Alumni of Distinction: Timothy Gravel ’90

by J. Besl  |   

2017 Alumni of Achievement Tim Gravel, CEO and owner of Kaladi Brothers Coffee. (Image courtesy of Kaladi Brothers Coffee)
2017 Alumni of Achievement Tim Gravel, CEO and owner of Kaladi Brothers Coffee. (Image courtesy of Kaladi Brothers Coffee)

Timothy Gravel, B.B.A. Accounting ’90, will receive the 2017 Alumni of Achievement award at the Homecoming Breakfast on Oct. 13.

Tim Gravel, owner and CEO of Kaladi Brothers Coffee, is committed to his company’s “Catalyst for Community” motto. Alaskans, he said, have supported him since he drove into town in his Volkswagen van as a teenager, looking to get a college degree.

Originally from Livermore, California, Tim came to Alaska in 6th grade with his dad, his grandpa, and a dog-eared Milepost to fish every creek they could find. Years later, memories of that trip spurred him to head North after high school, where he found the connections, the college and the kindness that set him on the path to today.

First Brew

While at UAA, Tim worked a side job waiting tables at Red Robin alongside Mark Overly, the friend who first connected him to Kaladi. At the time, the company was primarily a wholesale roaster (plus one espresso cart on 4th Avenue). It was a small operation, so when a big client like Alaska Commercial Company called in an order, Kaladi needed extra hands in the warehouse to meet demands.

“We just did it for fun. No one got paid,” Tim said. “We weren’t employees, we were friends.”

After graduation, Tim went the traditional route with his accounting degree and soon started at a local firm. Every morning, even in winters, he would dress in a suit and loafers and drive that freezing-cold Volkswagen bus downtown.

“I really thought I had to be an auditor, because I couldn’t see past that,” Tim said. That changed when he ran into Mark again—then a co-owner of Kaladi—at a Christmas party a few years after graduation. Mark asked if Tim would mind looking at their accounting books for the year. “I said sure… And then I never left,” Tim laughed. That was more than 20 years ago.

When Tim stepped in, Kaladi had expanded (slightly) to one café and six employees, all of whom were fun-loving 20-somethings with a gift-giving habit.

“It was kind of a culture shock to me,” he said. Tim would tell Mark to rein in all the donations, and Mark would always reassure him. “If you take care of the community, it’ll all work out,” Tim recalled. It’s a mantra he’s shared with Kaladi’s finance staff ever since.

That being said, Tim credits his degree for keeping the company grounded. “Accounting was critical,” he said. “I think it was a necessary piece for Kaladi to go forward.” When he started, the company was planning to open a café in New Sagaya, but tasked Tim with figuring out the financing. “It was all very new.”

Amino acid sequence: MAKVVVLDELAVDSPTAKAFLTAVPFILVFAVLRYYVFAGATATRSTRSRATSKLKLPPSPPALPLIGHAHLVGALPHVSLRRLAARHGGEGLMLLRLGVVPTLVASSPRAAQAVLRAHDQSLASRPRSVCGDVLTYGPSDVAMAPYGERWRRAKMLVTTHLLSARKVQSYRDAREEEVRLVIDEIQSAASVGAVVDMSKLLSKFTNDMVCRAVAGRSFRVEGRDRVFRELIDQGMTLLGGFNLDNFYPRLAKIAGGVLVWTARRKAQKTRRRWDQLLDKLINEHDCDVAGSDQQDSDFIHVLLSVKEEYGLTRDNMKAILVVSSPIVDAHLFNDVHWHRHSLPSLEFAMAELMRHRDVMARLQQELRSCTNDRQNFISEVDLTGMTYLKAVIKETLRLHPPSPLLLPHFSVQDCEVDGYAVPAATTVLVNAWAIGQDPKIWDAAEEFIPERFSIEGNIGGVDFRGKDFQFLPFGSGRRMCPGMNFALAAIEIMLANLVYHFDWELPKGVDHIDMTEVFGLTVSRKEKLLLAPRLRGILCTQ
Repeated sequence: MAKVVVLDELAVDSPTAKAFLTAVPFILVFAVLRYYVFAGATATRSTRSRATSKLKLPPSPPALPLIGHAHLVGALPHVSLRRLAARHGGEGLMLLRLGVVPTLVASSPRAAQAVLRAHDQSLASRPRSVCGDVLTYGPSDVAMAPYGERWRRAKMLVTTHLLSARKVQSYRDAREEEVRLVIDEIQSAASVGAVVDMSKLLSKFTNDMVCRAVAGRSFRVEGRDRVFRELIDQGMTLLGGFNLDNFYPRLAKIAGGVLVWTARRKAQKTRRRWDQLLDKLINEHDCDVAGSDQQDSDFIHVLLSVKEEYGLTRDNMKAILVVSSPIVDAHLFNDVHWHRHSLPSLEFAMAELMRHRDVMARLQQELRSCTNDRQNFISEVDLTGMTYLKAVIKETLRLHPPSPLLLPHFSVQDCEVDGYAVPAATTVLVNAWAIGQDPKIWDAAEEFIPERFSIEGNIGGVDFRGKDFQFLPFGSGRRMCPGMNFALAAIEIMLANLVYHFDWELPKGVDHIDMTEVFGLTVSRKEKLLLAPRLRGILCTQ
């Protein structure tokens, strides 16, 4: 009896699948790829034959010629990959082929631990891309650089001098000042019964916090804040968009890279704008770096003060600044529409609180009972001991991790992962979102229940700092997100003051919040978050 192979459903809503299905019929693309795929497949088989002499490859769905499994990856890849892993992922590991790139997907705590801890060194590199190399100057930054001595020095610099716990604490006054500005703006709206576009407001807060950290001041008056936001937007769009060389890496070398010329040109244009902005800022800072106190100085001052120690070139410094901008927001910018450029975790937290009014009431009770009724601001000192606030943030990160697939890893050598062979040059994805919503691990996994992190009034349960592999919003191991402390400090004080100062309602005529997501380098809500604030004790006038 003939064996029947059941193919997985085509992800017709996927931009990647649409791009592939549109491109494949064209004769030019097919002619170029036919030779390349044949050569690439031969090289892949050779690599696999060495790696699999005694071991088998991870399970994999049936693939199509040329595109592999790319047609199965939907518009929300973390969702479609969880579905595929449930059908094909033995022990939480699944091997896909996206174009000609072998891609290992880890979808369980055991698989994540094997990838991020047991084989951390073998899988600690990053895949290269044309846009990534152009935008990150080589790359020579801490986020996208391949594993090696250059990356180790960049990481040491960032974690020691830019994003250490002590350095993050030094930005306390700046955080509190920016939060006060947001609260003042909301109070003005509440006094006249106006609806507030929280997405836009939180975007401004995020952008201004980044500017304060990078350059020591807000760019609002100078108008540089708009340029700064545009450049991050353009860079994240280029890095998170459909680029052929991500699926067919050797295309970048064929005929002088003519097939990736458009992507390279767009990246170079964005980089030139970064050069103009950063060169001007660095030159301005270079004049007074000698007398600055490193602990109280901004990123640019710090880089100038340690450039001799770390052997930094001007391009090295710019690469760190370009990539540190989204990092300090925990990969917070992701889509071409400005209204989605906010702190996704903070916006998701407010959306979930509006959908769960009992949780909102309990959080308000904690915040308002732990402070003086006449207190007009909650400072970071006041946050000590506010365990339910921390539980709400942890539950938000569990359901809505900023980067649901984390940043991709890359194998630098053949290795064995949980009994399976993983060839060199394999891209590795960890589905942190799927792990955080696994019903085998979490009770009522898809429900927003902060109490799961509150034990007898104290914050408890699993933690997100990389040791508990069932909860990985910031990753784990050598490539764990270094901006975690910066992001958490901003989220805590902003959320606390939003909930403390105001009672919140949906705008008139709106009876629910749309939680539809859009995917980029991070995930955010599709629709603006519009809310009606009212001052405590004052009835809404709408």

Kaladi has since expanded its coffee kingdom, with more than 200 employees and 15 cafés (including one in Seattle), plus the Rustic Goat restaurant in Turnagain and Black Cup in Midtown. All told, Kaladi roasts 1.2 million pound of coffee each year.

Caffeinating a Community

Alaska and Kaladi are intertwined. Sure, winter darkness necessitates caffeine, but it also promotes community. People here have a willingness to help, Tim said.

And that, at its core, is the Kaladi ideal. Anyone who’s seen the Kaladi truck at a festival or 5K knows the value Kaladi places on community. It’s right there in the motto.

Tim remembers when the core Kaladi crew brainstormed the “Catalyst for Community” brand at a cabin one winter. The company was then growing 100 percent annually. “[We were] just constantly in this growth pattern, but it needed to be about something more,” Tim noted. “The culture just evolved [to] making it about a community and not just coffee.”

For an example, take New Year’s Day and the work of Dale Tran ’15. When Dale started as CFO, he, like Tim, was surprised by the company’s culture of giving. But then he took the reins and ran with it. In the past five years, Dale elevated the company’s New Year’s Day of Giving—wherein the company donates all Jan. 1 coffee sales to a locally based charity—and brought in corporate donors. Suddenly, Kaladi was donating $100,000 in a single day. (Dale passed away this year, but the tradition will live on. In recognition of his contributions, the company has renamed its largest impact event the Dale Tran New Year’s Day of Giving.)

Little Effort, Big Results

Though Tim was integral to Kaladi’s growth, he won’t take the credit. “It’s been a lot of people’s efforts to make this company what it is,” he noted. That includes several UAA grads, like Dale, COO Michele Parkhurst ’08, Wholesale Manager Dave Garcia ’99 and Julia Kelly ’16 in accounting and human resources.

“It’s definitely a UAA office, and it wasn’t planned that way,” Tim admitted. “Just a lot of good people come from UAA that have this community-minded attitude.”

For an example, he recalled a time when he fell asleep studying in the Spine over UAA Drive. A professor woke him up to check on him. “[She] kind of just touched base with me on a personal level and actually invited me to dinner that night,” he recalled.

“It wasn’t like I was a star student who was struggling. I was the mediocre student who could have been passed over super-simply. That little extra effort made a huge difference in my life.”

And, indirectly, it made a difference for the whole Anchorage community.

“I don’t think that instructor knows it … but they kept me here in Alaska,” Tim said. “I was really ready to go and I was talking to my parents about moving back home.

“Had that happened, I don’t know what Kaladi would be.”

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